A drug-crazed chaplain who stormed into a bank and punched two female members of staff was spared jail.
Holy man Kochita Petros, 44, was injured in the struggle at the HSBC and spat blood into a police officer’s face when he tried to arrest him.
Petros, 44, had arranged to visit the HSBC on Oxford Street with Father Paul Roach after he claimed he had problems with his accounts.
But Petros, who is an ethnic chaplain in the Archdiocese of Southwark, wandered off without him to the Oxford Street branch and began hurling insults at staff.
Prosecutor Malachy Pakenham said members of the public were terrified by his ranting
on 18 January.
Staff members Christine Giddens and Toye Solanke tried to calm him down but Petros punched them both and attacked employee Robert Goodwin who tried to intervene.
PC Tim Copsley arrived at the scene and told how Petros lunged at him, punching him in the face.
‘I felt immediate pain in my eye,’ he said.
‘My vision was fuzzy with the shock of it.
‘He continued being violent and aggressive.’
PC Copsey said that he is fine now ‘thankfully’ no long-lasting injuries but he had required blood tests.
Tests on Petros showed he had taken mind-bending metamphetamines, but he said he could not remember how the drug got into his body.
District Judge John Zani quipped: ‘That doesn’t just happen when you sit down for a cup of tea.’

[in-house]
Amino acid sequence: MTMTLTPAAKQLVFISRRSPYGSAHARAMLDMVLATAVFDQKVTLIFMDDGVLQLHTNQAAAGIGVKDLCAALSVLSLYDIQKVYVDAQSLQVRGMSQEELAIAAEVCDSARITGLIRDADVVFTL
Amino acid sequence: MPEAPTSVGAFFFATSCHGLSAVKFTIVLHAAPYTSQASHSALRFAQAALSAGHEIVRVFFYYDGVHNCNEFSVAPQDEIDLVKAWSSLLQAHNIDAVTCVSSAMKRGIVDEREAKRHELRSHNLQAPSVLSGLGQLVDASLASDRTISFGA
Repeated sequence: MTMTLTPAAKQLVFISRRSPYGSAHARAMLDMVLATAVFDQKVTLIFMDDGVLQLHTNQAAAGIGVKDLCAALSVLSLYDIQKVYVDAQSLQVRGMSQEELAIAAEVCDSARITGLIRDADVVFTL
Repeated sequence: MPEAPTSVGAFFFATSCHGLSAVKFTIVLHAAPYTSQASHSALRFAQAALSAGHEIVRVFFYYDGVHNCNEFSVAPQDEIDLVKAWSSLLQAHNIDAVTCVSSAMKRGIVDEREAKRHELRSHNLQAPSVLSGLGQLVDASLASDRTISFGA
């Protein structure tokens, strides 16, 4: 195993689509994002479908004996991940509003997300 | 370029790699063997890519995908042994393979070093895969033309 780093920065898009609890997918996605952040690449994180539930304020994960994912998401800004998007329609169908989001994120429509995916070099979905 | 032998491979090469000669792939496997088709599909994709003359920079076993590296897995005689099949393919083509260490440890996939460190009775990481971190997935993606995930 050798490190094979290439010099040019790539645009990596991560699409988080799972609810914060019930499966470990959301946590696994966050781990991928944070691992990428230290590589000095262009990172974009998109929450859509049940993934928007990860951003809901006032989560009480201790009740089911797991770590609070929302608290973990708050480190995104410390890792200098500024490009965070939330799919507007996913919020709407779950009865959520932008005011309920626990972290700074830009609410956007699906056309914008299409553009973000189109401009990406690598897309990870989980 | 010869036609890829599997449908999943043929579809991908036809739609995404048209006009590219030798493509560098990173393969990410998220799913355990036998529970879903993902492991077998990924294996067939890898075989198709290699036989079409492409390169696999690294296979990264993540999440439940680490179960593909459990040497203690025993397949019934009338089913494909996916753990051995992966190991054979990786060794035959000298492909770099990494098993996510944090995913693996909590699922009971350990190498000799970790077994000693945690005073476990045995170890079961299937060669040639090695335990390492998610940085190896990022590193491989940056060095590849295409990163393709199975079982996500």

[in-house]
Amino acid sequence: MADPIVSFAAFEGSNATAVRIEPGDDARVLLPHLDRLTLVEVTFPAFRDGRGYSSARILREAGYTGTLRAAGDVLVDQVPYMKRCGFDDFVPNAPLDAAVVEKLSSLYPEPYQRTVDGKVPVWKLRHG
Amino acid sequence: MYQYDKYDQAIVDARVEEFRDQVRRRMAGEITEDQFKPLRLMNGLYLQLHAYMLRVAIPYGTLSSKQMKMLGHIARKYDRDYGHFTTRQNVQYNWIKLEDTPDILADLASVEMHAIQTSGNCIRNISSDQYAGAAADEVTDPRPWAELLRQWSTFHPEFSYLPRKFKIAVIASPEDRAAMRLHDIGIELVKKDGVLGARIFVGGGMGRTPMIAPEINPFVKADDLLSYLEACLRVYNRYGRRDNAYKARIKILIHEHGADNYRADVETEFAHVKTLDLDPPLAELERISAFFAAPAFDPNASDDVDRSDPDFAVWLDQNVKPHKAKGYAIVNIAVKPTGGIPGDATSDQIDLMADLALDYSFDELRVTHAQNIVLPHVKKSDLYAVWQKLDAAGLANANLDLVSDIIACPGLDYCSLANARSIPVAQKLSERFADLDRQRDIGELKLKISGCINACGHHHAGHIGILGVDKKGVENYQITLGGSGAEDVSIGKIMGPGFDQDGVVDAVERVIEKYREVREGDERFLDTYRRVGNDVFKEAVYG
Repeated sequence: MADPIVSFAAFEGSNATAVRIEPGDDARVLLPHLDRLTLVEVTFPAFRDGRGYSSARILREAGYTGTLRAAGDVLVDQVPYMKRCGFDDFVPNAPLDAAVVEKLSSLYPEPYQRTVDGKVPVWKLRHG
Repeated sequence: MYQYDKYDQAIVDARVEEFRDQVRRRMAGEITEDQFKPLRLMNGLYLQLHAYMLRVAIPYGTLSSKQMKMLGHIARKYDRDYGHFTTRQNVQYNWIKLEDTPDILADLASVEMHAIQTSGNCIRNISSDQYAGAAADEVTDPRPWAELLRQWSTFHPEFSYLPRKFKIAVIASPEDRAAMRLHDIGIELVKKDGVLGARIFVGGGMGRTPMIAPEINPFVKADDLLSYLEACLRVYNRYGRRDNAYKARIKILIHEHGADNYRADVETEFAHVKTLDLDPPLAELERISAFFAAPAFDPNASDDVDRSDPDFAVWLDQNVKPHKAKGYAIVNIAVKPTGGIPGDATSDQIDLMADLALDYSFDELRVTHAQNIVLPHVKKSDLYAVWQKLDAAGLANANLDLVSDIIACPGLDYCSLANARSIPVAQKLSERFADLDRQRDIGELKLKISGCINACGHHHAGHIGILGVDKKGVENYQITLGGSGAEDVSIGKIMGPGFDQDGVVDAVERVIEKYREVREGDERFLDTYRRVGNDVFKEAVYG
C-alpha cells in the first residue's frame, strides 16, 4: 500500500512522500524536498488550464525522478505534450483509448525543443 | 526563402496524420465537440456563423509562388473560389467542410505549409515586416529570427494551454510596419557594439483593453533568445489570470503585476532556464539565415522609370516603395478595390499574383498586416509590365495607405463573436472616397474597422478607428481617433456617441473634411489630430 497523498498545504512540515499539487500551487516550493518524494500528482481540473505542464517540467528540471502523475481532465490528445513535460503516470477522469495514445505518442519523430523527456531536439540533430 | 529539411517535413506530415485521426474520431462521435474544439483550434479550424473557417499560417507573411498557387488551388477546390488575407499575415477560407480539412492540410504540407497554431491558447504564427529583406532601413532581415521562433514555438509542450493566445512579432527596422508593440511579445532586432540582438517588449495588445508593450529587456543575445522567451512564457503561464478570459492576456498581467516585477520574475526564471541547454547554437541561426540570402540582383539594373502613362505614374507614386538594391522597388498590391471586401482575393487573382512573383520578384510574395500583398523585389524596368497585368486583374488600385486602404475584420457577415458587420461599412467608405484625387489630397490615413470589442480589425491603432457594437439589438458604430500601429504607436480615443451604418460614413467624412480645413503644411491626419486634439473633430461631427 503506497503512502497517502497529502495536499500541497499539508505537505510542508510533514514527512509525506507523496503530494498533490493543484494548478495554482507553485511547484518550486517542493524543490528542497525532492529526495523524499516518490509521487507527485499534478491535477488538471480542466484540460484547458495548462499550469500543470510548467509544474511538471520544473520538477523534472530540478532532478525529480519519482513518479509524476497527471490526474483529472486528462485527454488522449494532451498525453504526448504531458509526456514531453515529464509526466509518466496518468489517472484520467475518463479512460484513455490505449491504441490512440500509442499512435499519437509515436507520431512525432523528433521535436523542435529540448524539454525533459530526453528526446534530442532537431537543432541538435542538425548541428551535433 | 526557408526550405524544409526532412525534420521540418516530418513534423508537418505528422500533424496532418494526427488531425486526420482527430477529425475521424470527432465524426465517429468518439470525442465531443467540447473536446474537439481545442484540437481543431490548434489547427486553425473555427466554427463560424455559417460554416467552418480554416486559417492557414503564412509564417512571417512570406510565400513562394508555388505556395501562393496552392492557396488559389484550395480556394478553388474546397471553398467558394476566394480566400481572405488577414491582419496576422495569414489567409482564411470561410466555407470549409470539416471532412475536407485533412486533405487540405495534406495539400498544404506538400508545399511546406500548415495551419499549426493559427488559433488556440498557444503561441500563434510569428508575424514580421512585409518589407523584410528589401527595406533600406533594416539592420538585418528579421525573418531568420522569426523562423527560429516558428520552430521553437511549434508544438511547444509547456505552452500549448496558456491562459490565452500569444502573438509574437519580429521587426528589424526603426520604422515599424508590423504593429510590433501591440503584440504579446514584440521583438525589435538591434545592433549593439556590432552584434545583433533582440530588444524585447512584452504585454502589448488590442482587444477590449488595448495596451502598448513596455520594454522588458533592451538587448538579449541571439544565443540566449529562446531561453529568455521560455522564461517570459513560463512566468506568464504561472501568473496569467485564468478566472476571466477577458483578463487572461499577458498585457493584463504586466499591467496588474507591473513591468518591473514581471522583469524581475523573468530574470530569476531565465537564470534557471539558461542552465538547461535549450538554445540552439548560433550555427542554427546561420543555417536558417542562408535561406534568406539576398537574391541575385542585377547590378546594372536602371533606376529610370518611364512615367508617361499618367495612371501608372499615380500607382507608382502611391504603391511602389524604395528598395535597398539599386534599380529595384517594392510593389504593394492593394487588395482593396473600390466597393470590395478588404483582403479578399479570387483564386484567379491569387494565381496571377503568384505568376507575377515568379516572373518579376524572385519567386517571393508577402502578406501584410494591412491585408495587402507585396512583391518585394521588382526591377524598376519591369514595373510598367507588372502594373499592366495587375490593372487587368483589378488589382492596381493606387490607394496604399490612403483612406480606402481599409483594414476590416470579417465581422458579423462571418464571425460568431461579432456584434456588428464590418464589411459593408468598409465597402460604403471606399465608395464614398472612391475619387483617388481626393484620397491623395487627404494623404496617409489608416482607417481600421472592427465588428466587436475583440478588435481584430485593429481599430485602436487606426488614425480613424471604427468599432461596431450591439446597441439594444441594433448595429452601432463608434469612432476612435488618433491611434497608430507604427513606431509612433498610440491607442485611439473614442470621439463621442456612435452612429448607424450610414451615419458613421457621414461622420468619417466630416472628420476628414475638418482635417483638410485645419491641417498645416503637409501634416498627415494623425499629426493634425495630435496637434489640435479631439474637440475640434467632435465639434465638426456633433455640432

Petros arrived in the UK in 2007 with a view to helping Ethiopians in the community.
He studied philosophy at University College London and did a business course at the Metropolitan University, the court heard.
Father Roach told the court Petros wants to return to Ethiopa.
Before the incident Petros had frequently visited hospitals and prisons as part of his work, he said.
Father Roach said the incident was completely out of character and ‘absolutely not the Petros I know’.
He met Petros in August 2011 and since they have known each other they usually have breakfast together every day.
Father Roach said noticed Petros had been upset about the bank the night before and he said they would visit the branch together to resolve the issue
When Petros was shown CCTV of the incident he said: ‘That is me but it really is not me.’
Michael Polak, defending, said it certainly was a ‘strange drug’ to try for a one-off.
‘He is very sorry,’ he said.
‘It is in complete contrast to his life-long mission as a priest.
‘My submission is that there was something very wrong at the time.’
District Judge Zani said: ‘My view is that the custody threshold has been passed.
‘It is not as if this is a community penalty.
‘This is serious. This is unpleasant.
‘This is a bizarre set of actions by you.
‘And there are a number of question marks which I do not think you can answer.
‘You have said it quite accurately that it was you but it was not you.
‘The key appears to be the methamphetamine.
‘That doesn’t just happen when you sit down having a cup of tea.
‘You were found guilty after trial.
‘These actions deserves imprisonment, however, in my view this was completely out of character.
‘You are a man of no previous convictions who devotes himself to the care of others.
‘I do not think that it is necessary or appropriate to send you to prison today.’
Petros was given an eight-week jail sentence suspended for two years.
The priest was also ordered to pay each victim £250, £620 costs and a victim surcharge of £115.
Petros, of Palace Court, City of Westminster, denied but was found guilty of one count of assaulting an officer in the execution of his duty, two counts of assault by beating, one count of common assault and one count of causing damage to property.